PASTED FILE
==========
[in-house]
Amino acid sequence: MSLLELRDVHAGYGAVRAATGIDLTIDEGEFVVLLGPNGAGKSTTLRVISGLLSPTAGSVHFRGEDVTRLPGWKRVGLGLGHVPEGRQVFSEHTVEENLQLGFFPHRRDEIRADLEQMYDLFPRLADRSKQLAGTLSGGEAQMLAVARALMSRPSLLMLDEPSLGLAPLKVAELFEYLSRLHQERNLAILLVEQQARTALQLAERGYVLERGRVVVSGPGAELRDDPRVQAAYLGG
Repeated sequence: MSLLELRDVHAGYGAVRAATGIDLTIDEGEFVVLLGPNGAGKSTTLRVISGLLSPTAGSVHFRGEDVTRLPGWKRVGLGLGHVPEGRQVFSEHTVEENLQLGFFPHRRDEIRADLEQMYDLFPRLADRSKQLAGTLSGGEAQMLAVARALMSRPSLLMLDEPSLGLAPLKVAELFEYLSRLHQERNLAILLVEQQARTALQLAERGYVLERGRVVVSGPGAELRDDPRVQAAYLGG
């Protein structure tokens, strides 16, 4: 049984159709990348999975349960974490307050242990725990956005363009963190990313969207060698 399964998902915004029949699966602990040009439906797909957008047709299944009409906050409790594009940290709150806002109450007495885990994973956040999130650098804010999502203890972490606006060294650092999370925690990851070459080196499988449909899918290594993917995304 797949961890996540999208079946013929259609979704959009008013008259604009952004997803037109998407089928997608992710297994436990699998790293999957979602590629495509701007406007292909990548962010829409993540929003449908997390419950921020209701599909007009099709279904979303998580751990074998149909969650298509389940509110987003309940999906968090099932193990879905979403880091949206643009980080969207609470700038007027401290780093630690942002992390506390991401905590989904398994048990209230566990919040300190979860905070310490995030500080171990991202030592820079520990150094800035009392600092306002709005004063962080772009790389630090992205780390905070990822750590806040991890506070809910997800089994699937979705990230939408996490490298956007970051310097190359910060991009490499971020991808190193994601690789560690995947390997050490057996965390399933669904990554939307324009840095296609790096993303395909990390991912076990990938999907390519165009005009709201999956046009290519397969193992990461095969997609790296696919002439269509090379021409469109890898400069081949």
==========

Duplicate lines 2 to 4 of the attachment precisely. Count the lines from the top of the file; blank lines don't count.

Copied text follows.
Amino acid sequence: MSLLELRDVHAGYGAVRAATGIDLTIDEGEFVVLLGPNGAGKSTTLRVISGLLSPTAGSVHFRGEDVTRLPGWKRVGLGLGHVPEGRQVFSEHTVEENLQLGFFPHRRDEIRADLEQMYDLFPRLADRSKQLAGTLSGGEAQMLAVARALMSRPSLLMLDEPSLGLAPLKVAELFEYLSRLHQERNLAILLVEQQARTALQLAERGYVLERGRVVVSGPGAELRDDPRVQAAYLGG
Repeated sequence: MSLLELRDVHAGYGAVRAATGIDLTIDEGEFVVLLGPNGAGKSTTLRVISGLLSPTAGSVHFRGEDVTRLPGWKRVGLGLGHVPEGRQVFSEHTVEENLQLGFFPHRRDEIRADLEQMYDLFPRLADRSKQLAGTLSGGEAQMLAVARALMSRPSLLMLDEPSLGLAPLKVAELFEYLSRLHQERNLAILLVEQQARTALQLAERGYVLERGRVVVSGPGAELRDDPRVQAAYLGG
């Protein structure tokens, strides 16, 4: 049984159709990348999975349960974490307050242990725990956005363009963190990313969207060698 399964998902915004029949699966602990040009439906797909957008047709299944009409906050409790594009940290709150806002109450007495885990994973956040999130650098804010999502203890972490606006060294650092999370925690990851070459080196499988449909899918290594993917995304 797949961890996540999208079946013929259609979704959009008013008259604009952004997803037109998407089928997608992710297994436990699998790293999957979602590629495509701007406007292909990548962010829409993540929003449908997390419950921020209701599909007009099709279904979303998580751990074998149909969650298509389940509110987003309940999906968090099932193990879905979403880091949206643009980080969207609470700038007027401290780093630690942002992390506390991401905590989904398994048990209230566990919040300190979860905070310490995030500080171990991202030592820079520990150094800035009392600092306002709005004063962080772009790389630090992205780390905070990822750590806040991890506070809910997800089994699937979705990230939408996490490298956007970051310097190359910060991009490499971020991808190193994601690789560690995947390997050490057996965390399933669904990554939307324009840095296609790096993303395909990390991912076990990938999907390519165009005009709201999956046009290519397969193992990461095969997609790296696919002439269509090379021409469109890898400069081949």